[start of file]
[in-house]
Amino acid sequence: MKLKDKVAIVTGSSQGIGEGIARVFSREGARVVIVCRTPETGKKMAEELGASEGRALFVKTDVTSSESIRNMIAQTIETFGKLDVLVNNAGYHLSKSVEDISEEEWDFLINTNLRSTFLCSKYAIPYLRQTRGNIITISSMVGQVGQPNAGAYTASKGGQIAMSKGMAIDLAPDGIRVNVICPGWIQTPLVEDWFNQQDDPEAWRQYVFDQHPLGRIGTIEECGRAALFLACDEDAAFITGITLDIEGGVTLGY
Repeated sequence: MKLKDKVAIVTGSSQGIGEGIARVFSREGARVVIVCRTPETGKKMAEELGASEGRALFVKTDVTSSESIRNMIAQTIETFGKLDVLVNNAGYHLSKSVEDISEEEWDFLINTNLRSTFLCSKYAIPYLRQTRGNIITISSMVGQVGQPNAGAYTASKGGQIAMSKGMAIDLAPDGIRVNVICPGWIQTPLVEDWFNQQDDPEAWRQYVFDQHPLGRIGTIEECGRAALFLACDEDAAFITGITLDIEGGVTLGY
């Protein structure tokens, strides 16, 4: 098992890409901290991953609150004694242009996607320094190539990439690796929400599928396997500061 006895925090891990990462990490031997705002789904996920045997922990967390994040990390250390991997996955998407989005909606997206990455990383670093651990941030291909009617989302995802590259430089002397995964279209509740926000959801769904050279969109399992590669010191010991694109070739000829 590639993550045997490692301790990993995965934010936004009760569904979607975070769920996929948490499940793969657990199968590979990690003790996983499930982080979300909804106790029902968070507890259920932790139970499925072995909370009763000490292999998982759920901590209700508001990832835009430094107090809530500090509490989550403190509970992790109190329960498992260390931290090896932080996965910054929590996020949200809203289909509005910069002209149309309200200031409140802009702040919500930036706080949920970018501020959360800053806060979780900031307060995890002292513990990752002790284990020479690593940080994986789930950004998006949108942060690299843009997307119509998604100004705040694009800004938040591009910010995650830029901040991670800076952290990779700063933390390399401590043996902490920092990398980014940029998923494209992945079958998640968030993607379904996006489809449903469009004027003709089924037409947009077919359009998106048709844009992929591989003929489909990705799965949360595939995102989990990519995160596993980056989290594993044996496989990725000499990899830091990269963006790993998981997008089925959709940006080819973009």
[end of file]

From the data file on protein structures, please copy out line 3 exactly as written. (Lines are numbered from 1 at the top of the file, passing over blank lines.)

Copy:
Repeated sequence: MKLKDKVAIVTGSSQGIGEGIARVFSREGARVVIVCRTPETGKKMAEELGASEGRALFVKTDVTSSESIRNMIAQTIETFGKLDVLVNNAGYHLSKSVEDISEEEWDFLINTNLRSTFLCSKYAIPYLRQTRGNIITISSMVGQVGQPNAGAYTASKGGQIAMSKGMAIDLAPDGIRVNVICPGWIQTPLVEDWFNQQDDPEAWRQYVFDQHPLGRIGTIEECGRAALFLACDEDAAFITGITLDIEGGVTLGY